Regarding the commentary “Sandy Springs’ founding wasn’t racist; dialogue calls are divisive” (Aug. 4):
Full disclosure: I am a recent transplant to Georgia and a new resident of Sandy Springs. My experience living in Sandy Springs has been quite pleasant despite being a part of the dreaded and feared rental community.
Mr. Porter’s attempt at a defense of those accused of systemic racism had me until I read the words, “The number one concern of the residents was zoning” and later, “Never…was race discussed”. While seemingly distraught that the ratio of rentals-to-owners went from 40% to 52%, Mr. Porter need only perform a cursory check of national demographic data, which will reveal the non-White population own homes at a rate less than 50% of the total population. Limiting space to develop rental access affects non-Whites dramatically when looking for good schools and vibrant communities in which to live. Communities all over America have engaged in the creation of new ZIP codes by seceding from a metropolitan area (large minority population) and perpetuating the fear that “renters, wink-wink” are the enemy of many a suburban community.
Further compounding this issue is the claim that merely talking about racism is the root cause of divisiveness and not racism itself, with no mention of the historical, covert and invidious racism perpetrated by American citizens and aided by the government with regard to housing. One need only read the history of the Levittown suburban housing developments often touted as the creation of suburban life and generational wealth for White, working-class Americans, which had legal covenants providing for the exclusion of African Americans in particular.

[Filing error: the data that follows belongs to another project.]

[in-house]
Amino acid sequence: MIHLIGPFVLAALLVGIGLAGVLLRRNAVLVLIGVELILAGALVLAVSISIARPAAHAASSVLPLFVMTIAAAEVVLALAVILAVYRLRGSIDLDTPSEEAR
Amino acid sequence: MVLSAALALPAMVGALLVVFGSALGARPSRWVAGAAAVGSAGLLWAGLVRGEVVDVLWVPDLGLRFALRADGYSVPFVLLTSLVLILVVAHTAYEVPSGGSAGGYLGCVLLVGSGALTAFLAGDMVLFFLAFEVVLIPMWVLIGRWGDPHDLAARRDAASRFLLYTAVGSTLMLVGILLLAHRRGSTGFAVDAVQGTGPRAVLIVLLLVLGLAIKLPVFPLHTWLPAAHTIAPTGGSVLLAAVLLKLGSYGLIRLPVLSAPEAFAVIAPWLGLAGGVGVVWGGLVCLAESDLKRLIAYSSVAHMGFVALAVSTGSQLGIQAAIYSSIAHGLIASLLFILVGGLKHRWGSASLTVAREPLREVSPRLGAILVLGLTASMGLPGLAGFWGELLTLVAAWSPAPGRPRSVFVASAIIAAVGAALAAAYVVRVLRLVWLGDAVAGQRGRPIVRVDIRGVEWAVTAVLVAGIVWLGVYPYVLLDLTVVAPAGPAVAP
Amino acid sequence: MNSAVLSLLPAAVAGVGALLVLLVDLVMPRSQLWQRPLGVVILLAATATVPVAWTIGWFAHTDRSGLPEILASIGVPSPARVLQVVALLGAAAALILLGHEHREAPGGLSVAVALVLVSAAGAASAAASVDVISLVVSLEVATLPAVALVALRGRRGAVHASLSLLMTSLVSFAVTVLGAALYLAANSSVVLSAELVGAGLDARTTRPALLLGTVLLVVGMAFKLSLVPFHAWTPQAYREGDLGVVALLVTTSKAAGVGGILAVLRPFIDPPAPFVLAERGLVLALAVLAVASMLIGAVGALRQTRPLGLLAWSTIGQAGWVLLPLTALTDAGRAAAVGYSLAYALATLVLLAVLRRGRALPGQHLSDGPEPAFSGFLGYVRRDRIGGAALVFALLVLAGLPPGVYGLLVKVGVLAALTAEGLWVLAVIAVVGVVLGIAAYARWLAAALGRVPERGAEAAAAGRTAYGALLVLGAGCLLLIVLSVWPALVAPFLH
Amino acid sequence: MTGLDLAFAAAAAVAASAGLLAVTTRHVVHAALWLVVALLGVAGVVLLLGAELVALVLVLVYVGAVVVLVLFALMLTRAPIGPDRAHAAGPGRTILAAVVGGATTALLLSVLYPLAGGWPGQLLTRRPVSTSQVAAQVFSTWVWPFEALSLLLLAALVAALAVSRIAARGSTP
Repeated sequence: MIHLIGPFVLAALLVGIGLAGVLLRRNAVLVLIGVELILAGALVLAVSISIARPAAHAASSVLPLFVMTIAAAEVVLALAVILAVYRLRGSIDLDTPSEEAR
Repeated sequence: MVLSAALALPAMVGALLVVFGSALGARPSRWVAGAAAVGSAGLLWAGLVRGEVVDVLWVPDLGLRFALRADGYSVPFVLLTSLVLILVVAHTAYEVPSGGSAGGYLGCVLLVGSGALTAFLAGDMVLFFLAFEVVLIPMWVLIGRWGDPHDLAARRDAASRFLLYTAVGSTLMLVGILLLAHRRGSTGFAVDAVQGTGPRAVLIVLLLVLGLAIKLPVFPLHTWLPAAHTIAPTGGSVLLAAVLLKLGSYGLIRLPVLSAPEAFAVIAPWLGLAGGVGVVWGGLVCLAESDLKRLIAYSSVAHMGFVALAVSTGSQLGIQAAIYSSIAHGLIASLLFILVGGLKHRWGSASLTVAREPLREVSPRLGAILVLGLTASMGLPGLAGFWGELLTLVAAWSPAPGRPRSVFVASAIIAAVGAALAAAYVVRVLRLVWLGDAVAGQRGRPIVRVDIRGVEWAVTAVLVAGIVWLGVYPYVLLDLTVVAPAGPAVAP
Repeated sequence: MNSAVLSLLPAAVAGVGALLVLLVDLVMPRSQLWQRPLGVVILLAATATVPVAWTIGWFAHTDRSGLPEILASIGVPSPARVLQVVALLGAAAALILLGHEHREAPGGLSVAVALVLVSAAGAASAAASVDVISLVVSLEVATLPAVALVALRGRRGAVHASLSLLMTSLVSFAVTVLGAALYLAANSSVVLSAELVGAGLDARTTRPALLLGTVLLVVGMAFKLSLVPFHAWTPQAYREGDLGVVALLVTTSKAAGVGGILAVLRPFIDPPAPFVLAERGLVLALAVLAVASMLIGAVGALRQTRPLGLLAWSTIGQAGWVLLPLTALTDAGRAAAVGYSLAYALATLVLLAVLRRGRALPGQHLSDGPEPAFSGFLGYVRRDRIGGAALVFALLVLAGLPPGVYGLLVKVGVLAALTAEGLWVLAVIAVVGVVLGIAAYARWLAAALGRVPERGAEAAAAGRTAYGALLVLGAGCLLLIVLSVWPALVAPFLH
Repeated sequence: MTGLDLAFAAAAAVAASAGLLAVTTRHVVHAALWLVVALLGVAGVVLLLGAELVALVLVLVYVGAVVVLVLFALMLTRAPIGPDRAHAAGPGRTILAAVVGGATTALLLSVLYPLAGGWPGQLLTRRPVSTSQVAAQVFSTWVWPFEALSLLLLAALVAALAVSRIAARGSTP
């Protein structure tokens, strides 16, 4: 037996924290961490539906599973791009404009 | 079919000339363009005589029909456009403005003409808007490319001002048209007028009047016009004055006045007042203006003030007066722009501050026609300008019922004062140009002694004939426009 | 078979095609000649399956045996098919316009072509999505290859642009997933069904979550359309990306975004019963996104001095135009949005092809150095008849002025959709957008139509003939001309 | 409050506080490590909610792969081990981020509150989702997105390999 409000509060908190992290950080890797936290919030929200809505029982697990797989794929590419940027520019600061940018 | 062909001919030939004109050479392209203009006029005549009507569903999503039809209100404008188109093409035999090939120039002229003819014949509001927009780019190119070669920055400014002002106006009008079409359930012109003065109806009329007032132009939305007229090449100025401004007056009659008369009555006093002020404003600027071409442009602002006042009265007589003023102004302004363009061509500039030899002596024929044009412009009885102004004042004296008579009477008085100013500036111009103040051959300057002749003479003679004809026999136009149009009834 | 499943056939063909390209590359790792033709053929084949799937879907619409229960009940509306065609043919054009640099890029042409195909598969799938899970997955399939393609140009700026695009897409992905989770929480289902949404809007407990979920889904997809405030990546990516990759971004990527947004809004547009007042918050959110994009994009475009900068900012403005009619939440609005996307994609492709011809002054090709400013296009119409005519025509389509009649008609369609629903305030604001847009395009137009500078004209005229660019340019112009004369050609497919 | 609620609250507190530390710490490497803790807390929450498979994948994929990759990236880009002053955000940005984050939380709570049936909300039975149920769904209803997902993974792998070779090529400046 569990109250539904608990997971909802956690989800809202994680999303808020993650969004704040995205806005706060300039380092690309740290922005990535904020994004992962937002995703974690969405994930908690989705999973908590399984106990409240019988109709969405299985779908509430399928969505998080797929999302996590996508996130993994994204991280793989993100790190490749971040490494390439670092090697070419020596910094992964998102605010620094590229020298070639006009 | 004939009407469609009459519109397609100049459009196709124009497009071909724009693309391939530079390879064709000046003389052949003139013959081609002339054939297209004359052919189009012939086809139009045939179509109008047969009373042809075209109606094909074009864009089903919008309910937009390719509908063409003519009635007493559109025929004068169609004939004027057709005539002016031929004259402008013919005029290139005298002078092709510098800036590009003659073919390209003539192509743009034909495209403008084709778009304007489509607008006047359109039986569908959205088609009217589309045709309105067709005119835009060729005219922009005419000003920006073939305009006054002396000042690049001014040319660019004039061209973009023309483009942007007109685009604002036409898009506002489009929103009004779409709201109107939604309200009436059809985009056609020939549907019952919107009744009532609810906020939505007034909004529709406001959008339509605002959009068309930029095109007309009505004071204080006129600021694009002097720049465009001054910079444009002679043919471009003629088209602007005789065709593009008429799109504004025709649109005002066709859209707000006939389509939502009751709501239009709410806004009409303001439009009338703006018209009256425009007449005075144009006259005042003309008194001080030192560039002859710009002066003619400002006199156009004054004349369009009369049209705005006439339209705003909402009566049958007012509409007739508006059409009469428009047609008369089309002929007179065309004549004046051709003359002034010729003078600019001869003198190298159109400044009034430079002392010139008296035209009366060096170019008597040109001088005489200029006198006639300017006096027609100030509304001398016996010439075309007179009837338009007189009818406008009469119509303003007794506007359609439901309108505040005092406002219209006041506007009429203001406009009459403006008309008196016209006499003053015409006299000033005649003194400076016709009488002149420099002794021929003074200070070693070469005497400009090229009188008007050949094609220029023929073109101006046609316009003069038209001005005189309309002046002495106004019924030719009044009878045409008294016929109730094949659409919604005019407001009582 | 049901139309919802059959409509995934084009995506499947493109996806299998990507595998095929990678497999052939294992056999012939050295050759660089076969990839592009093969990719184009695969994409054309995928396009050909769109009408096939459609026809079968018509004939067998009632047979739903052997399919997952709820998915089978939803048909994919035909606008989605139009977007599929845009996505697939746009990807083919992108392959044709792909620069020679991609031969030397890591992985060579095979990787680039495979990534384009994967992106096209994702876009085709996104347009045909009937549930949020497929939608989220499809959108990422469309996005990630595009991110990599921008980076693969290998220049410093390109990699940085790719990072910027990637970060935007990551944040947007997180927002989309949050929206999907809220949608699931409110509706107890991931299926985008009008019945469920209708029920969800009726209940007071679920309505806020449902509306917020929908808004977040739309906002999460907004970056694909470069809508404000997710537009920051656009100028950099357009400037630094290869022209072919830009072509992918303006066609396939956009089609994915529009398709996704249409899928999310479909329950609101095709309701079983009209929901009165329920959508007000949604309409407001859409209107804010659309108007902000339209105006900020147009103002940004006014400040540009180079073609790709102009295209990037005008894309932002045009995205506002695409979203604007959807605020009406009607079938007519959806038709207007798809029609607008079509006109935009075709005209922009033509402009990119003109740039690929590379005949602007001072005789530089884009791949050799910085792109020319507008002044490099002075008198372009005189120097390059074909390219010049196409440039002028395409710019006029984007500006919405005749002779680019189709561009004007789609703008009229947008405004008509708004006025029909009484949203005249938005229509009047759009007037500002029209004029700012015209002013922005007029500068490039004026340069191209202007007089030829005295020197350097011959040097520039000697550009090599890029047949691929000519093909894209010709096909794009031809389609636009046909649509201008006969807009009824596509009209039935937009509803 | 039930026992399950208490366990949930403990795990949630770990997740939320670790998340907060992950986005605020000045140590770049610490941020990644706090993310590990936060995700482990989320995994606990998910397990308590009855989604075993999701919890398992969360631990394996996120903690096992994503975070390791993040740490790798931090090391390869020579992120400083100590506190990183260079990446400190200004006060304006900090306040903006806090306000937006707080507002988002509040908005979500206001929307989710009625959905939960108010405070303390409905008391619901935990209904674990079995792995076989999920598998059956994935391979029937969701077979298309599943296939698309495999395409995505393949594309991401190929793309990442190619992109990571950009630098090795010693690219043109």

His obliviousness to the fact that this conversation is vital to the extinction of racism is astounding.
Mr. Porter’s claim of talking about racism causing more divisiveness is somewhat muted with his claim the investigations by several national security organizations regarding Russian interference in the election are “unfounded” despite abundant evidence to the contrary. To his credit, Mr. Porter makes proper albeit misleading use of the term “collusion” amidst these revelations; however his point is moot due to his thinly veiled support of a real estate developer with a history of housing discrimination based on race.
Contrary to his final statement, conversations about race and racial issues cause neither divisiveness nor violence.
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